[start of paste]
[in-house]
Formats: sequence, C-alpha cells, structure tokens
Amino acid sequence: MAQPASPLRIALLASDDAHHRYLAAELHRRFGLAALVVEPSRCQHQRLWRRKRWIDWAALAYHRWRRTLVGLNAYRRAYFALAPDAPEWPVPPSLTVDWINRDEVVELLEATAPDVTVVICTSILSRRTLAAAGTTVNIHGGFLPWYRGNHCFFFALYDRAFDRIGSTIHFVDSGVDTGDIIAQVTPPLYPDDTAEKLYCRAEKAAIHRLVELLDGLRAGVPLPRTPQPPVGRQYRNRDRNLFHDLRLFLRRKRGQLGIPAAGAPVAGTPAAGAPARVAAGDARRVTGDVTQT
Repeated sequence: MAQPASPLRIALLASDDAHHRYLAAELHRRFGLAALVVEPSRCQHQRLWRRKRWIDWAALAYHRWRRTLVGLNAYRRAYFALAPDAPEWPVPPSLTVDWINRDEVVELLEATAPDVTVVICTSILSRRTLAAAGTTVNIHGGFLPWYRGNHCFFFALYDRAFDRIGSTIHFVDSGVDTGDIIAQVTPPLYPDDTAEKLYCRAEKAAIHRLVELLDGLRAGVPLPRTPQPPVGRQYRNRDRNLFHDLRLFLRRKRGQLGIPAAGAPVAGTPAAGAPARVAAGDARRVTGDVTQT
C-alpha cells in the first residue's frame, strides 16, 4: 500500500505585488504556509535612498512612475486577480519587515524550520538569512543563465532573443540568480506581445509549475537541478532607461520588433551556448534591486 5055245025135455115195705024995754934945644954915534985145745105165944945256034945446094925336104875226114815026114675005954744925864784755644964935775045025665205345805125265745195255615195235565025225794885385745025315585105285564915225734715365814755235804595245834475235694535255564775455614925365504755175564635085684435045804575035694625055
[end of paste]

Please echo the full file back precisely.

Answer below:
[in-house]
Formats: sequence, C-alpha cells, structure tokens
Amino acid sequence: MAQPASPLRIALLASDDAHHRYLAAELHRRFGLAALVVEPSRCQHQRLWRRKRWIDWAALAYHRWRRTLVGLNAYRRAYFALAPDAPEWPVPPSLTVDWINRDEVVELLEATAPDVTVVICTSILSRRTLAAAGTTVNIHGGFLPWYRGNHCFFFALYDRAFDRIGSTIHFVDSGVDTGDIIAQVTPPLYPDDTAEKLYCRAEKAAIHRLVELLDGLRAGVPLPRTPQPPVGRQYRNRDRNLFHDLRLFLRRKRGQLGIPAAGAPVAGTPAAGAPARVAAGDARRVTGDVTQT
Repeated sequence: MAQPASPLRIALLASDDAHHRYLAAELHRRFGLAALVVEPSRCQHQRLWRRKRWIDWAALAYHRWRRTLVGLNAYRRAYFALAPDAPEWPVPPSLTVDWINRDEVVELLEATAPDVTVVICTSILSRRTLAAAGTTVNIHGGFLPWYRGNHCFFFALYDRAFDRIGSTIHFVDSGVDTGDIIAQVTPPLYPDDTAEKLYCRAEKAAIHRLVELLDGLRAGVPLPRTPQPPVGRQYRNRDRNLFHDLRLFLRRKRGQLGIPAAGAPVAGTPAAGAPARVAAGDARRVTGDVTQT
C-alpha cells in the first residue's frame, strides 16, 4: 500500500505585488504556509535612498512612475486577480519587515524550520538569512543563465532573443540568480506581445509549475537541478532607461520588433551556448534591486 5055245025135455115195705024995754934945644954915534985145745105165944945256034945446094925336104875226114815026114675005954744925864784755644964935775045025665205345805125265745195255615195235565025225794885385745025315585105285564915225734715365814755235804595245834475235694535255564775455614925365504755175564635085684435045804575035694625055